Suicide Hotline call volume higher now than before the pandemic

BOWLING GREEN, Ky.- The number of calls coming into the Suicide Prevention Hotline is higher now than it was before the pandemic, according to Life Skills representatives.

Everyone can do something to help prevent suicide by knowing warning signs and where to get help.

You aren’t alone.

Suicide is a large and growing public health problem. It is the 10th leading cause of death in the United States according to the CDC.

Suicide is responsible for about one death every 11 minutes.

And Katie Hopper, a counselor at Life Skills, expects calls to continue to rise as schools begin again.

“We anticipate that we are going to see an increase in people reaching out for help and we encourage people please reach out for help if you need support, structure, resources. There are a lot of places out there to get help and we would really encourage people to consider it. It doesn’t mean you are crazy. It doesn’t mean that you have to be in counseling forever or that you are severely mentally ill. It just means I need help right now, and that’s okay,” said Hopper.

With the pandemic continually adding pressure and isolation to people’s lives, calls to the Suicide Prevention Hotline have risen noticeably.

“It can be really overwhelming when we think about all the different things that we have going on right now. We have this pandemic. There’s a lot of social unrest. There’s a lot of impact on jobs. We have schools starting back in a very different way than we’ve ever seen before and so it’s really easy to get caught up in all the things. So, we have to kind of step back sometimes and just breathe and focus on yourself,” said Hopper.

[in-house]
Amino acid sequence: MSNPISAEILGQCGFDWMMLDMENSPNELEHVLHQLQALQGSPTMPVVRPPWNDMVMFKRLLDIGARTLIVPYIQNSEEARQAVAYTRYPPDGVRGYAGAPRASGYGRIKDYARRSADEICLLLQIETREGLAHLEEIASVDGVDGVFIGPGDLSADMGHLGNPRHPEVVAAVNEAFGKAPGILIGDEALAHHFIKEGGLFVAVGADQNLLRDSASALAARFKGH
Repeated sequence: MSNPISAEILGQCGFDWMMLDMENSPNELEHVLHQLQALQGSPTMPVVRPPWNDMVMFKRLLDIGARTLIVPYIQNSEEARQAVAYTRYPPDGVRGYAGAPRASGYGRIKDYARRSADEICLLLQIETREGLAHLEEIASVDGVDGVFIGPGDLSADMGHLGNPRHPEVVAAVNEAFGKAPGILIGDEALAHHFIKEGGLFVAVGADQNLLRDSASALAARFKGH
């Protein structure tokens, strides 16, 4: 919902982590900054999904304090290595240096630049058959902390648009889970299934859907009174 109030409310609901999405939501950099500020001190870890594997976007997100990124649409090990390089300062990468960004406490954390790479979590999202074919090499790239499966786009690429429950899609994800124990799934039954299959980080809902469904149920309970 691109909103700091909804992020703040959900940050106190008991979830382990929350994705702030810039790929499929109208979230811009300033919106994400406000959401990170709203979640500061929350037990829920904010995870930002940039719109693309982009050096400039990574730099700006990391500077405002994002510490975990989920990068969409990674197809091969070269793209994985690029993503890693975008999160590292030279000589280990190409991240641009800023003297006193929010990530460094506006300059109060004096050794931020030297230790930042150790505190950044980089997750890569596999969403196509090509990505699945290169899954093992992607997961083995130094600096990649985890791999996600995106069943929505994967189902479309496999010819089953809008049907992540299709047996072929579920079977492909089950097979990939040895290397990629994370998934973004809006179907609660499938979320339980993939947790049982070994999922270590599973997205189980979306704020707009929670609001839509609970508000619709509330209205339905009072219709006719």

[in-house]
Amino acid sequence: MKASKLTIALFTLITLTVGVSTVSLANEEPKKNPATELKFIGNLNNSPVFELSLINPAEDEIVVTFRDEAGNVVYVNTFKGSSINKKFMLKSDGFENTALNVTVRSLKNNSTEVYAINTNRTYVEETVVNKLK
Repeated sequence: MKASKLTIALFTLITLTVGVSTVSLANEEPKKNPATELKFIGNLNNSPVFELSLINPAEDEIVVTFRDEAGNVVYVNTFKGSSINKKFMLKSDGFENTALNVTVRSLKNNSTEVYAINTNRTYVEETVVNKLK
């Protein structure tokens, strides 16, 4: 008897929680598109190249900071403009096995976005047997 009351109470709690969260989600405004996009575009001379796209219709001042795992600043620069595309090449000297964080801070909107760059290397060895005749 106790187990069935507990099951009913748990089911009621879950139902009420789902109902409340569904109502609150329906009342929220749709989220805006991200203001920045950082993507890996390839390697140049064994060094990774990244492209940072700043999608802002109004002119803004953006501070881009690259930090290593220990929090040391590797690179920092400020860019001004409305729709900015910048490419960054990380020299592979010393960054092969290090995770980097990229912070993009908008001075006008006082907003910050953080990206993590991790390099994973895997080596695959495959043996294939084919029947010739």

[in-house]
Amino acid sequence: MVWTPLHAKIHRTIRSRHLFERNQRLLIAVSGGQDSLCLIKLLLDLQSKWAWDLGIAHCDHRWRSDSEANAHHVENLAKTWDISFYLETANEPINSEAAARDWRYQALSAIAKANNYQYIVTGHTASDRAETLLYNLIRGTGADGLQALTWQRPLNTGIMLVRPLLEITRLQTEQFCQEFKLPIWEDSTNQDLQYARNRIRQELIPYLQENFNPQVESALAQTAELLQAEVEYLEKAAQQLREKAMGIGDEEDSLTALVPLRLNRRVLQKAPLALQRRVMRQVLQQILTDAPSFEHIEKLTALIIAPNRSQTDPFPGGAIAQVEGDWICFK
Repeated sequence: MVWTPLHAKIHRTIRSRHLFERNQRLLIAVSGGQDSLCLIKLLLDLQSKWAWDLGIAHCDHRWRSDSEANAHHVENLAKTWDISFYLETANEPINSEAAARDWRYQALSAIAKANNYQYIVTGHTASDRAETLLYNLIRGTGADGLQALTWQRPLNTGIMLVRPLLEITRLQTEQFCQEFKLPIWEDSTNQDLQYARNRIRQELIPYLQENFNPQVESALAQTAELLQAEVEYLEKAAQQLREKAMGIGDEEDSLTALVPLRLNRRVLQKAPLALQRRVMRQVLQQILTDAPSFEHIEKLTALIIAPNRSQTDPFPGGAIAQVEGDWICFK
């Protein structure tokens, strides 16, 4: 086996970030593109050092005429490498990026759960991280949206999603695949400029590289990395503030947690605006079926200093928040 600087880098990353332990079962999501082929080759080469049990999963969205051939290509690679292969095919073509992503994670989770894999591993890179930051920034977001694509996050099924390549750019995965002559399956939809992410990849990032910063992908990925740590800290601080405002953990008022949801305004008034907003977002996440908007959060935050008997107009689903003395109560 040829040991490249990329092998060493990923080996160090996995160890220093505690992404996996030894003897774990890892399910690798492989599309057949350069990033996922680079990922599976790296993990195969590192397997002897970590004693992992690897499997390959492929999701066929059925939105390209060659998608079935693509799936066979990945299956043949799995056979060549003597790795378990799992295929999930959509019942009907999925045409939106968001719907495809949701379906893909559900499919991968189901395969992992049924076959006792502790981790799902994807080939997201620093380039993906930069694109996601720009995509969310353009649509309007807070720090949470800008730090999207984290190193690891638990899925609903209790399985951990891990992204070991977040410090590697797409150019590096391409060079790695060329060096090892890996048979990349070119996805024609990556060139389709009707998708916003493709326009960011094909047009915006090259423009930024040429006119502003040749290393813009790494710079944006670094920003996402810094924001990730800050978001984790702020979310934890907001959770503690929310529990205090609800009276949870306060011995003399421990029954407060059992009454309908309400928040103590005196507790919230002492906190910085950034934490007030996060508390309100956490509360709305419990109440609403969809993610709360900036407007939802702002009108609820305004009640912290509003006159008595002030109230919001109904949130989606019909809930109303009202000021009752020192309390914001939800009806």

The good news is, the number of suicides in Warren County remains at an average number this year compared to the past three years.

But with the continuing stressors, Rhonda Linden, a mental health professional at Rivendell Behavioral Health Services, recommends we all look out for one another.

“We need to watch out for each other first off, and we need to ask the hard questions. Are you okay? Is there anything that you need to tell me? And if it’s me and I feel like I can’t go on, take another step. Take one more step. Call. Reach out for help,” said Linden.

If you or someone you know needs help, reach out. There are people there who want to help you.

Call the Suicide Prevention Hotline at 1-800-273-8255.

“It doesn’t have to be like this. We are going to be okay and things are going to get better,” said Linden.